Get involved

We hope you find Debezium interesting and useful, and want to give it a try. Follow us on Twitter @debezium, chat with us on Gitter, or join our mailing list to talk with the community. All of the code is open source on GitHub, so build the code locally and help us improve ours existing connectors and add even more connectors. If you find problems or have ideas how we can improve Debezium, please let us know or log an issue.


Debezium 0.10.0.Beta3 Released

The summer is at its peak but Debezium community is not relenting in its effort so the Debezium 0.10.0.Beta3 is released.

This version not only continues in incremental improvements of Debezium but also brings new shiny features.

All of you who are using PostgreSQL 10 and higher as a service offered by different cloud providers definitely felt the complications when you needed to deploy logical decoding plugin necessary to enable streaming. This is no longer necessary. Debezium now supports (DBZ-766) pgoutput replication protocol that is available out-of-the-box since PostgreSQL 10.

There is a set of further minor improvements. The tombstones for deletes are configurable for all connectors now (DBZ-1365). Also tables without primary keys are now supported for all connectors (DBZ-916). This further reduces the gap between old and new connectors capabilities.

There are improvements for heartbeat system. Heartbeat messages now contain the timestamp (DBZ-1363) of when they were created in their body. The new messages are properly skipped by the Outbox router (DBZ-1388). MySQL connector additionally uses heartbeats for BinlogReader (DBZ-1338). MongoDB connector now utilizes heartbeats too (DBZ-1198).

As we now that metrics are very important for keeping Debezium happy in production we have extended the set of supported metrics. A new metric count of events in error (DBZ-1222) is added so it is easy to monitor any non-standards in processing. Database history recovery can take a long time during startup so it is now possible to monitor the progress of it (DBZ-1356).

The other changes include updating of Docker images to use Kafka 2.3.0 (DBZ-1358). PostgreSQL supports lockless snapshotting (DBZ-1238) and Outbox router now process delete messages (DBZ-1320).

We continue with stabilization of the 0.10 release line, with lots of bug fixes to the different connectors.

Multiple defects in MySQL parser have been fixed (DBZ-1398, (DBZ-1397, DBZ-1376) and SAVEPOINT statements are no longer recorded in database history (DBZ-794).

Under certain circumstances, it was possible that PostgreSQL connector lost the first event while switching to streaming from the snapshot (DBZ-1400).

Please refer to the 0.10.0.Beta3 release notes to learn more about all resolved issues and the upgrading procedure.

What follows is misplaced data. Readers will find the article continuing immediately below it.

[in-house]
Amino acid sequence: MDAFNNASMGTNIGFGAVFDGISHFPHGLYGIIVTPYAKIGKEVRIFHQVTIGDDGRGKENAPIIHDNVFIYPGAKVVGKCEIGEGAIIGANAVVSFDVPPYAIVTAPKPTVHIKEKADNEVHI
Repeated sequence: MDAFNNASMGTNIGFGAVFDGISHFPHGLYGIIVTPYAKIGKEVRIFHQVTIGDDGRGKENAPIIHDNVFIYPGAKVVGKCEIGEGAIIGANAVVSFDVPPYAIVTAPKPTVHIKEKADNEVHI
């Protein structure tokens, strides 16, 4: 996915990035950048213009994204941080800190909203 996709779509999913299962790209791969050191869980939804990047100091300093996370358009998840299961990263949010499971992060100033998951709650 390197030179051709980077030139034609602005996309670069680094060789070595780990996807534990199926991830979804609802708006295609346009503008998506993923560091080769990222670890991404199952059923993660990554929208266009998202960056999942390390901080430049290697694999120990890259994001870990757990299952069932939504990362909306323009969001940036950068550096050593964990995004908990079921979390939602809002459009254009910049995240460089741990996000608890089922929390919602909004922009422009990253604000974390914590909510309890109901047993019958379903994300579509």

Many thanks to everybody from the Debezium community who contributed to this release: Addison Higham, Bin Li, Brandon Brown and Renato Mefi.

About Debezium

Debezium is an open source distributed platform that turns your existing databases into event streams, so applications can see and respond almost instantly to each committed row-level change in the databases. Debezium is built on top of Kafka and provides Kafka Connect compatible connectors that monitor specific database management systems. Debezium records the history of data changes in Kafka logs, so your application can be stopped and restarted at any time and can easily consume all of the events it missed while it was not running, ensuring that all events are processed correctly and completely. Debezium is open source under the Apache License, Version 2.0.

Get involved

We hope you find Debezium interesting and useful, and want to give it a try. Follow us on Twitter @debezium, chat with us on Gitter, or join our mailing list to talk with the community. All of the code is open source on GitHub, so build the code locally and help us improve ours existing connectors and add even more connectors. If you find problems or have ideas how we can improve Debezium, please let us know or log an issue.


Tutorial for Adding Sentry into Debezium Container Images

Debezium has received a huge improvement to the structure of its container images recently, making it extremely simple to extend its behaviour.

This is a small tutorial showing how you can for instance add Sentry, "an open-source error tracking [software] that helps developers monitor and fix crashes in real time". Here we’ll use it to collect and report any exceptions from Kafka Connect and its connectors. Note that this is only applicable for Debezium 0.9+.

We need a few things to have Sentry working, and we’ll add all of them and later have a Dockerfile which gets it all glued correctly:

  • Configure Log4j

  • SSL certificate for sentry.io, since it’s not by default in the JVM trusted chain

  • The sentry and sentry-log4j libraries

Log4j Configuration

Let’s create a file config/log4j.properties in our local project which is a copy of the one shipped with Debezium images and add Sentry to it. Note we added Sentry to log4j.rootLogger and created the section log4j.appender.Sentry, the rest remains as the original configuration: